Tuesday, October 22, 2013

Multi-Stage Programming in Lisp

I have been reading up on MSP recently, and trying to grok the examples in Walid Taha's Gentle Introduction. When all you have is a Lispy hammer, every problem calls for a program with parentheses, so the next order of business is to find Lisp equivalents of Bracket, Escape and Run.

'Run' is trivial; to run a Lisp program, we evaluate expressions; so 'eval' it is.

'Escape' is for dropping in actual values into placeholders, so a comma seems appropriate. However, a comma has to occur within the context of a backquote, so it seems we're stuck. But wait, an Escape has to occur within the context of a Bracket, so maybe we can use backquotes for Brackets? Further analysis, in the form of seeing how well the two words rhyme, proves that backquotes are indeed the equivalents of Brackets in Lisp.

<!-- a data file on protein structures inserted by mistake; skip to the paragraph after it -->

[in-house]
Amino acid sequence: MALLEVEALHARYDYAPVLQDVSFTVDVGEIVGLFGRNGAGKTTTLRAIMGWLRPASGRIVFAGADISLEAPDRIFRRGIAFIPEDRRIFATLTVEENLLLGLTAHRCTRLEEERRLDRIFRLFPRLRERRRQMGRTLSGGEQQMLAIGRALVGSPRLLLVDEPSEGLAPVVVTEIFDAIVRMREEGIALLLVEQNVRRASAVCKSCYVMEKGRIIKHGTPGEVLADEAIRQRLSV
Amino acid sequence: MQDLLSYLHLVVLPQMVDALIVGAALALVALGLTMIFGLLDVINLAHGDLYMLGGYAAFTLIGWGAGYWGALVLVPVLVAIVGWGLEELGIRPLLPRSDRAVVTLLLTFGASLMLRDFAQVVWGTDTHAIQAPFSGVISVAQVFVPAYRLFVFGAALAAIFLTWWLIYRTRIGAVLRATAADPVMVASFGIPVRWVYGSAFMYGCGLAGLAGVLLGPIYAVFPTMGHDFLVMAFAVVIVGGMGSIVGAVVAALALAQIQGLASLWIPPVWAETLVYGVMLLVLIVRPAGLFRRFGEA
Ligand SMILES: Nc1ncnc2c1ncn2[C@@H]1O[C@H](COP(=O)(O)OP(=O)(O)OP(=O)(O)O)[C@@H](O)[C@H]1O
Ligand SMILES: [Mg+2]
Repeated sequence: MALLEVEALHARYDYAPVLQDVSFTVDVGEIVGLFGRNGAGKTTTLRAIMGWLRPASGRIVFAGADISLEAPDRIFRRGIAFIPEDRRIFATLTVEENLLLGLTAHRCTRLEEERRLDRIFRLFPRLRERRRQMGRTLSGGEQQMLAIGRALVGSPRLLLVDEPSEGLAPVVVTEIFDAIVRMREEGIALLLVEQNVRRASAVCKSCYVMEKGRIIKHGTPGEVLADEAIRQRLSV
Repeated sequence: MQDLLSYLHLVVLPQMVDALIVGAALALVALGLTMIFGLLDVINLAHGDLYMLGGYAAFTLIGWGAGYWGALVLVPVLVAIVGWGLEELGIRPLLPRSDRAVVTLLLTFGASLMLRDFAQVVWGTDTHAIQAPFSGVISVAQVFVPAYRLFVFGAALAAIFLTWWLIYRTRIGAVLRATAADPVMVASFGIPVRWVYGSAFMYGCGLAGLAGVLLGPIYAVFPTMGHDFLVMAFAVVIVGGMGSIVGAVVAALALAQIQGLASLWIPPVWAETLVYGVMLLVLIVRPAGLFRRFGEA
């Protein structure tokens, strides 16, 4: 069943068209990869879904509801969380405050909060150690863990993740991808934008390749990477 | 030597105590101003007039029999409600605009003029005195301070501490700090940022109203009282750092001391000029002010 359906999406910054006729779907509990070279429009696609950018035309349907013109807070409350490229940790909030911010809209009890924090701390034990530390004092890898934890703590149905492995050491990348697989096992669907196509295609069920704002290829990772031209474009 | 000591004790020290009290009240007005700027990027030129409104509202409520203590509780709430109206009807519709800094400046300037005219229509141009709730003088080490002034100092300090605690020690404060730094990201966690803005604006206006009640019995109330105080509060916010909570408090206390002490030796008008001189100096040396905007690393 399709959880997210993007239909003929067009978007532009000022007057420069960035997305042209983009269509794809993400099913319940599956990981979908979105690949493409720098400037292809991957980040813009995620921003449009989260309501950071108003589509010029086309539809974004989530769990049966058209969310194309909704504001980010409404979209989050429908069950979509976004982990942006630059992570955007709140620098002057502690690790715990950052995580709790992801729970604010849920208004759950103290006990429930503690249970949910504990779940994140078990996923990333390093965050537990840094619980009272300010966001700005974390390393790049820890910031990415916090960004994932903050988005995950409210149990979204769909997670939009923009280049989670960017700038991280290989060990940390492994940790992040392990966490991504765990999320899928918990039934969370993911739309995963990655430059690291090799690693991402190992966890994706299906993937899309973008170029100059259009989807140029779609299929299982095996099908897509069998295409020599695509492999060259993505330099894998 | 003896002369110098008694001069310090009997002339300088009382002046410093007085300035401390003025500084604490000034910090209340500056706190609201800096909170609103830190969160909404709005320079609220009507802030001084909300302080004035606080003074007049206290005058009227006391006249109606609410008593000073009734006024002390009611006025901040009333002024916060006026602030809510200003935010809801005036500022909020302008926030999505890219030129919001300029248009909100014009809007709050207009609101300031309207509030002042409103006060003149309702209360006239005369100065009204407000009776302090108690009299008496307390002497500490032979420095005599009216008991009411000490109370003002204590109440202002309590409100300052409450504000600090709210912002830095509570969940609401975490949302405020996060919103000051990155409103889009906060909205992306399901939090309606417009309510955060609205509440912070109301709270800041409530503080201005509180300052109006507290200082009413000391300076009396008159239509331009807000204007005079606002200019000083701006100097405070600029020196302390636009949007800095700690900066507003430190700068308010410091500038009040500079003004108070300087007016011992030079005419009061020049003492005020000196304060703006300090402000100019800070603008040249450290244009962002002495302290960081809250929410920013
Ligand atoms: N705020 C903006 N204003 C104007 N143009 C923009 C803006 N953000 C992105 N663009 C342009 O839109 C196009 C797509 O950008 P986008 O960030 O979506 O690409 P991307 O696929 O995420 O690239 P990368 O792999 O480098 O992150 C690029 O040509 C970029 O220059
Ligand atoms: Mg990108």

I went through a slightly more involved process in arriving at the above mapping, but this version of the story is a lot more fun.

Without further ado, here is the famous MSP power example in Lisp:

CL-USER> (defun mypower (x n)
           (if (eq n 0)
               `(* ,x ,(mypower x (- n 1)))))

CL-USER> (mypower 10 3)
(* 10 (* 10 (* 10 1)))

CL-USER> (eval (mypower 10 3))

Yeah, we're missing the well-typed and well-formed guarantees, but Lisp's 'code-is-data' proves its worth once again. And we're not even using macros.

If we want to bring more structure to the staged expressions, we can express them as, say, closures. That's probably a topic for a future post.

I still have a lingering doubt whether we have accomplished truly multi-stage programming, seeing how trivial it has been to implement.

On a related note, what's common between the power and the logger functions? They are the only use cases that provide credibility to their respective patron saint programming paradigms, viz. MSP and aspect oriented programming. Just kidding.

With all the recent changes at the helm, can we expect less of full front-page real estate ads promising free gold coins?